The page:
Cases of skin cancer are still on the rise. Are sun creams to blame?

by Kasie Davies

woman sunbathing, health news, marie claire

Despite greater public awareness of skin cancer compared to 10 years ago, over 10,300 cases of malignant melanoma are diagnosed in Britain every year. And the number is rising.

So where are the problems setting in? As a nation, we have become much more sun savvy, spending £259million pounds a year on products designed to protect us. Perhaps, then, it's the creams that are to blame?

Sun lotions come in two different forms: a chemical suncream that is absorbed into the skin and deactivates sunlight, and a physical block cream that sits on the skins surface, causing harmful UV rays to bounce off.

In a bid to double the protection, manufacturers have been combining both types of cream - something health experts say has created new health concerns.

Studies by the University of California have found that chemicals used to deactivate UV rays react adversely with sunlight when absorbed, possibly causing DNA damage.

The research suggests that when UV rays hit sunscreen that has penetrated the skin, damage is caused that could pre-empt skin cancer.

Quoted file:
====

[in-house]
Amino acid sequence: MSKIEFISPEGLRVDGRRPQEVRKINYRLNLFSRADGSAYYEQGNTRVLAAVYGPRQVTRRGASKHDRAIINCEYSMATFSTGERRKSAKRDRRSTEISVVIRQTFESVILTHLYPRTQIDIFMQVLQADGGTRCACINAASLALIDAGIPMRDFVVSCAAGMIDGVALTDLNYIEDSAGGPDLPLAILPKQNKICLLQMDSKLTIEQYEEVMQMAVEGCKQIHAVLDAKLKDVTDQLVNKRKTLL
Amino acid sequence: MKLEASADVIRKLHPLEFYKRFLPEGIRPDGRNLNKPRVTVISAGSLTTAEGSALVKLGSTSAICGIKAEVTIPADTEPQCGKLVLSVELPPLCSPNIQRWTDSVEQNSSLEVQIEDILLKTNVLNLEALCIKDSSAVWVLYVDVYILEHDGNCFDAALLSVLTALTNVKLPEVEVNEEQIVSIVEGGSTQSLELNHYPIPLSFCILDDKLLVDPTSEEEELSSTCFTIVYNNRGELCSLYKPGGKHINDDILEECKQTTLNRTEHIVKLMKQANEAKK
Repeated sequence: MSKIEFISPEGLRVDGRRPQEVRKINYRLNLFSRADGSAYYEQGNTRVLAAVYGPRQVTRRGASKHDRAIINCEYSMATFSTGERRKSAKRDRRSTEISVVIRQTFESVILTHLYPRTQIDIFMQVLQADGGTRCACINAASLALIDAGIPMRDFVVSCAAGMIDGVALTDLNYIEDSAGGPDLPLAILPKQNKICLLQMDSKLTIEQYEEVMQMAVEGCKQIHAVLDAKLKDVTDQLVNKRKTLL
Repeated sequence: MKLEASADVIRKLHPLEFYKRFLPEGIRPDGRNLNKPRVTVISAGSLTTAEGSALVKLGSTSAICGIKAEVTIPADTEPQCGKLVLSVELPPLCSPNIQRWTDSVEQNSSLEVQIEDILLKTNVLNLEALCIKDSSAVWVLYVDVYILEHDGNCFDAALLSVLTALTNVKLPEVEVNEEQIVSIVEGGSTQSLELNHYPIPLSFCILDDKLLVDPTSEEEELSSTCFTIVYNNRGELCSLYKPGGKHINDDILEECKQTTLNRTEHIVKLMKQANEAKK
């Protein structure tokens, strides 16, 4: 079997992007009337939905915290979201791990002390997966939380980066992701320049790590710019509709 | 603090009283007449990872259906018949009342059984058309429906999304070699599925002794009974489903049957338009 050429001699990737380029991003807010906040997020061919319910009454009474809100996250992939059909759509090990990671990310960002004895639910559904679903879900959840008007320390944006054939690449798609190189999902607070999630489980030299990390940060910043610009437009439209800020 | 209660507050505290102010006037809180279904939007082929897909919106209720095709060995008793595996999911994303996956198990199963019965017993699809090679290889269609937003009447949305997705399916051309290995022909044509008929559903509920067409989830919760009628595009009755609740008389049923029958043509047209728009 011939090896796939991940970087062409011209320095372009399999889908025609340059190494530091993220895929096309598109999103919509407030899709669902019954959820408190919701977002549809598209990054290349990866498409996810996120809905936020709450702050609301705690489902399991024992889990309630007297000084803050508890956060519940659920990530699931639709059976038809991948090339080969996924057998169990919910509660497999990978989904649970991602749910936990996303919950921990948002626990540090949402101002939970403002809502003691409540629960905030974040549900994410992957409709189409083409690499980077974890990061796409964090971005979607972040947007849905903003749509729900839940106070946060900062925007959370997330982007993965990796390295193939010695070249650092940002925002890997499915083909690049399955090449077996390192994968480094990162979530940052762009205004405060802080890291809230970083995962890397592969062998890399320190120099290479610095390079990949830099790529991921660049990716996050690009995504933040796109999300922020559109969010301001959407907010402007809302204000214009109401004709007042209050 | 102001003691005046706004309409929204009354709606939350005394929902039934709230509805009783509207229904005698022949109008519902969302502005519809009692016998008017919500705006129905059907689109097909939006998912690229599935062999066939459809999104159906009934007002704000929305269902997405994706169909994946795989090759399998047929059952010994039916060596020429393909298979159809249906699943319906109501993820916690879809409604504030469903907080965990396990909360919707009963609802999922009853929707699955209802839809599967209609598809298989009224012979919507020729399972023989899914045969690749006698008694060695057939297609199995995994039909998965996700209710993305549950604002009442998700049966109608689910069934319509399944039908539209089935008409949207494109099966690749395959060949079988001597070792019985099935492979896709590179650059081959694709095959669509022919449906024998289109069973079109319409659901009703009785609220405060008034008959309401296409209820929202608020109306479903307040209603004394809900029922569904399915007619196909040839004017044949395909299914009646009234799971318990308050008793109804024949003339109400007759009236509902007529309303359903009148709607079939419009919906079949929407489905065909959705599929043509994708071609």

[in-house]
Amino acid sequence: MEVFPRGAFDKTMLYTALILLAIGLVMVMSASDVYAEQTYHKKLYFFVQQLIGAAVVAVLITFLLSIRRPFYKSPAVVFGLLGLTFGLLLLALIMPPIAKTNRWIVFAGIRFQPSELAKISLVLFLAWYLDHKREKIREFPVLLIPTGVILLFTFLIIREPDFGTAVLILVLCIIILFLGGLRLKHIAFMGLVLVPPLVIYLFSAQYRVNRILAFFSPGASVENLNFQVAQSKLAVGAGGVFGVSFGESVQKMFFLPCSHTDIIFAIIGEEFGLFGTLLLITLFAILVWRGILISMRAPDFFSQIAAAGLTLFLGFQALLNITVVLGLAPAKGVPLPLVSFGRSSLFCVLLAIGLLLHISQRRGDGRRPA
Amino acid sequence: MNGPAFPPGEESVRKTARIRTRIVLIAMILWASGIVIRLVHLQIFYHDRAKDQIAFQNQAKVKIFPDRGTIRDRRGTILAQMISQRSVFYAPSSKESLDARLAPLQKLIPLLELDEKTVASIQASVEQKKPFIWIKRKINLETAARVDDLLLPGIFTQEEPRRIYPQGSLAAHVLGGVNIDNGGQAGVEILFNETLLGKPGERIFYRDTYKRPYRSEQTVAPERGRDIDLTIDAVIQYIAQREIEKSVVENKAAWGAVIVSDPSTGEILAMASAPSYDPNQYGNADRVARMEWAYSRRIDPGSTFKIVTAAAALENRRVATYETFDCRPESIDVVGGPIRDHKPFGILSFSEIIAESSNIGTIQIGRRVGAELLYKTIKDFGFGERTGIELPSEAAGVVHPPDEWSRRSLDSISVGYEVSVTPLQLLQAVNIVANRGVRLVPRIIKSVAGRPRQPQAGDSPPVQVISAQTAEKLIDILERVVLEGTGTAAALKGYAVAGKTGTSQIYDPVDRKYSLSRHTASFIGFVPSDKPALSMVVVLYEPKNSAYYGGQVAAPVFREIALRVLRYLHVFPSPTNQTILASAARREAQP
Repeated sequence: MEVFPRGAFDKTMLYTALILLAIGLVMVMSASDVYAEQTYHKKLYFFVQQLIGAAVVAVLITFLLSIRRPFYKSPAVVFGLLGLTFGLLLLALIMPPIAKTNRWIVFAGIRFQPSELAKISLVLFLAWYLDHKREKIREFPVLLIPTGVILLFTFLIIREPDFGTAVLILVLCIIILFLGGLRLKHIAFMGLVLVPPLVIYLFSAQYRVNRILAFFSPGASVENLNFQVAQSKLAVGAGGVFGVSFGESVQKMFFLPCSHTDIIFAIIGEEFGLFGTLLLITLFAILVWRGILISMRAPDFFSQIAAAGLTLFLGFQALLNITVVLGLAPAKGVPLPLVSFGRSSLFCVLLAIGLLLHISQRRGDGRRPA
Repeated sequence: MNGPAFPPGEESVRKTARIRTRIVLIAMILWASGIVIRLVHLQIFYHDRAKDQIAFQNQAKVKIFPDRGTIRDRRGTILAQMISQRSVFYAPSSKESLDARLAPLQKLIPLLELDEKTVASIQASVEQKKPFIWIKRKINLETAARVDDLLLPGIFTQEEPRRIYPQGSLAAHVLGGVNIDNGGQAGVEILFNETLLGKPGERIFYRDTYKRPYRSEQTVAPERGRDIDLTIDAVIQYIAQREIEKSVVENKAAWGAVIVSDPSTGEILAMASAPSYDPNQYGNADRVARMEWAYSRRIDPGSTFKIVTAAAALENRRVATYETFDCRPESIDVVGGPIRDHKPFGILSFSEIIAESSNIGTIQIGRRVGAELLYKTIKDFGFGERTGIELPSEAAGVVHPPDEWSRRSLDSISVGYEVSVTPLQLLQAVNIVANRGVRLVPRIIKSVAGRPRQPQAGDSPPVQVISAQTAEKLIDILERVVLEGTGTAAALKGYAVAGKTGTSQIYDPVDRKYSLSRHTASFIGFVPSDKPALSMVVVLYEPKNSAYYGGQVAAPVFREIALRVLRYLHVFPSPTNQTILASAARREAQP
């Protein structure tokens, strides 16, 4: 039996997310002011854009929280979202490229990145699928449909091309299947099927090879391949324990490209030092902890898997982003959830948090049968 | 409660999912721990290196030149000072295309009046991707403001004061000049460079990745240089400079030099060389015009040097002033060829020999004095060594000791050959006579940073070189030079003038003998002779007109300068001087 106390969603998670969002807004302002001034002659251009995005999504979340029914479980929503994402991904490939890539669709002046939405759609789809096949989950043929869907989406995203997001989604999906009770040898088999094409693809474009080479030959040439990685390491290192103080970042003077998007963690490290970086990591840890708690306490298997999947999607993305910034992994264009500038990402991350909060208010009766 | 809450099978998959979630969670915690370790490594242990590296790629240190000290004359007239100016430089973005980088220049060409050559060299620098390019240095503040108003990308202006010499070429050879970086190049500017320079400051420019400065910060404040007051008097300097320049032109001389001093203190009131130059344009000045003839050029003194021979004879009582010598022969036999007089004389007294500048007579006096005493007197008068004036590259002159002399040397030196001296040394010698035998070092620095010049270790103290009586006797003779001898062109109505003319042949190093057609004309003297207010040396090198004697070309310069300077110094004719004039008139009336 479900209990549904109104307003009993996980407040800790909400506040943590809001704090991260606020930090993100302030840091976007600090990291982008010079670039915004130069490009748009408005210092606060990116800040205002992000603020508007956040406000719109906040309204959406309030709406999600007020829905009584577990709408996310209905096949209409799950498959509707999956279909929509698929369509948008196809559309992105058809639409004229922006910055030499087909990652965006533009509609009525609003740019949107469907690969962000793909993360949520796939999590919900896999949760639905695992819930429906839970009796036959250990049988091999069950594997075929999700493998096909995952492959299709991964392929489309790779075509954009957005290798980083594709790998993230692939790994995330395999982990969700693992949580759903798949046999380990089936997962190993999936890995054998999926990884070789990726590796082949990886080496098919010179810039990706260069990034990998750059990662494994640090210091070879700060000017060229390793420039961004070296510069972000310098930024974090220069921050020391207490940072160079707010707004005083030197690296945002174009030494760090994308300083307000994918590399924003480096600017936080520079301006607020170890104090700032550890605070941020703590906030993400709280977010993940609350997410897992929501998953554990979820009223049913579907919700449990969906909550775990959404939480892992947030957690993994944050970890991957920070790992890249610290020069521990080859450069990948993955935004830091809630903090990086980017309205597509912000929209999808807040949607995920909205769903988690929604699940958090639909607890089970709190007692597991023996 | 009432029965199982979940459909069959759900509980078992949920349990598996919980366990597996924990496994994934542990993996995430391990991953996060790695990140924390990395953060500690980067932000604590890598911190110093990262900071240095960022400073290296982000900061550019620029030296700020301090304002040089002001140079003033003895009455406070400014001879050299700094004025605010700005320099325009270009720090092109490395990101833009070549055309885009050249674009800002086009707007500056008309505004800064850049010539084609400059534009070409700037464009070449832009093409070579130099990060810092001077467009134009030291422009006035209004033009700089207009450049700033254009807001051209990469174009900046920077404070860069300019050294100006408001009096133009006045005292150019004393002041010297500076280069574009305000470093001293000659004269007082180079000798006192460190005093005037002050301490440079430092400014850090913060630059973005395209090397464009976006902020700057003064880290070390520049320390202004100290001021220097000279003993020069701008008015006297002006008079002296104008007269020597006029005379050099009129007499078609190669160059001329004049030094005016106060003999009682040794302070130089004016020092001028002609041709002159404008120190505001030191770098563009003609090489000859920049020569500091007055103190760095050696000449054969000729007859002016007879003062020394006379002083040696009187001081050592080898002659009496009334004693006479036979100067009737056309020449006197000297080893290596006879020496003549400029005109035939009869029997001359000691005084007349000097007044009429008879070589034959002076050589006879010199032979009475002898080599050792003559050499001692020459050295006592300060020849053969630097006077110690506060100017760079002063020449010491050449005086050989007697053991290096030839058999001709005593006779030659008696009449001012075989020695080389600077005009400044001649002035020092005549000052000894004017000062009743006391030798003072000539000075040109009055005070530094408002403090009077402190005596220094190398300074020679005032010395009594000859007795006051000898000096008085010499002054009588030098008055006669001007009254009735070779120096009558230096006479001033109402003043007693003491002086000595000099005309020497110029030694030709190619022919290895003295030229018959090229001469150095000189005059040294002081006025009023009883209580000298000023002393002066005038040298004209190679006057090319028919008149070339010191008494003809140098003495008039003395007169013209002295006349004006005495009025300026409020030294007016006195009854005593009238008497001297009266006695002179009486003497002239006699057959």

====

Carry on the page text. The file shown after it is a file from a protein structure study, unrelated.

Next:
Dr Michael Prager of the British Association of Cosmetic Doctors believes that antioxidant-based creams are the way forward.

‘The antioxidants in our skin can fix UV damage to DNA, which causes pigmentation and even skin cancer.'

However, Dr Emma Meredith, spokeswoman for the UK Cosmetic, Toiletry and Perfumery Association argues that: ‘Worn alone, antioxidant-based creams are not enough to protect against the sun,'

The best advice to avoid premature cancer and premature aging is to apply a high factor cream, put on a hat and find some shade.

What's your top tip for fighting skin damage? Post in the comments box below.

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